When women won the right to vote in 1920, it was only the first of several big changes to take place in society during the "Roaring '20s." Women made up 22 percent of the American labor force, and the number of working women grew throughout the decade. Although women lacked any legal protection against discrimination, they made striking gains in the workforce compared to previous generations.
Before 1920, almost all professional musicians were men, according to the University of Minnesota. The success of jazz composer Lil Hardin and singer Bessie Smith encouraged other women to pursue musical careers, which led to more women working in radio and theater. Silent films featured a number of female actresses, including Greta Garbo, Louise Brooks and Clara Bow. Bow was famous during the decade for personifying the "flapper" -- a young, fun-loving woman of the Roaring '20s -- on film.
As it became more acceptable for women to work, some women found office jobs as typists and file clerks. These positions, which had been career stepping stones for men, became dead ends when women took the jobs, according to the Australian and New Zealand American Studies Association. The growth in the beauty industry opened up opportunities for women as sales clerks; the cosmetics industry, for instance, used women to sell lipstick and makeup to other women and eventually grew into a multimillion-dollar industry.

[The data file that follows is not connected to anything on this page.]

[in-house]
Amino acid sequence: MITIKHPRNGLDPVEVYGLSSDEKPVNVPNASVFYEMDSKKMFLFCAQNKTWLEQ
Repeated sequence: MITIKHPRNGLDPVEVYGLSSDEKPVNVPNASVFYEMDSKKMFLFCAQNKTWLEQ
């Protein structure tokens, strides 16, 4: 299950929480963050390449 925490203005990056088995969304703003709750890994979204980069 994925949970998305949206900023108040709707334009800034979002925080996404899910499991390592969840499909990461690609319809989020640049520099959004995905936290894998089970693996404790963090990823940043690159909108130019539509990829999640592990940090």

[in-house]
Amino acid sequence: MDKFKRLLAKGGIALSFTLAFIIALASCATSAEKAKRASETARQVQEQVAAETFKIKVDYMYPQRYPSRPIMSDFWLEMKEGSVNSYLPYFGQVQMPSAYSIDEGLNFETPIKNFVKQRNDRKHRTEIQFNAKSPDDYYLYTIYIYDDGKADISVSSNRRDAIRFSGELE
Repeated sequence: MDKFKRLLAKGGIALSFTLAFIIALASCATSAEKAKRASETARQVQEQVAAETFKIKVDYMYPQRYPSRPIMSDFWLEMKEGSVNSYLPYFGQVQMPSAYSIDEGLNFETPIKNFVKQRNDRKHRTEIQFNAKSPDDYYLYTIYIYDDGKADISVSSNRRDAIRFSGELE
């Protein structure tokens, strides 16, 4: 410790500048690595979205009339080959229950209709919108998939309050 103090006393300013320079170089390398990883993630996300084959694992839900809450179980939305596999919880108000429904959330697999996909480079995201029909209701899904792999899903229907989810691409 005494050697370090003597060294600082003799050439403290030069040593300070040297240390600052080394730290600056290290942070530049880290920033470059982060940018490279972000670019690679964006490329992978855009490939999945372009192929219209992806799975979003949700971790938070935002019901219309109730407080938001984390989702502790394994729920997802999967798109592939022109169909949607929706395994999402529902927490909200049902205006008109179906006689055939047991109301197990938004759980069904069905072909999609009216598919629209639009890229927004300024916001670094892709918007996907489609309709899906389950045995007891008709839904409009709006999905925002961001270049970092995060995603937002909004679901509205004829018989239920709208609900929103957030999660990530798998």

America had much more of a rural, farm economy in the 1920s than it does today, and farm women worked hard. Many farm families concentrated on feeding themselves and making items they needed, rather than selling to others, according to Shirley Eagan on the West Virginia History website. Farm women washed, ironed, cleaned, made coffee and hominy, baked, and churned butter. Many farms didn't receive electricity until the 1940s, so housework had to be done by hand, and cooking required wood for fuel.
Some women worked in the same fields women had been working in for decades, such as nursing, teaching and domestic work. Other women moved into new areas of blue-collar labor, NCPedia states; North Carolina textile mills and tobacco factories began using female workers, for instance. In many cases, employers who did take women refused to hire black women, or segregated them from white workers.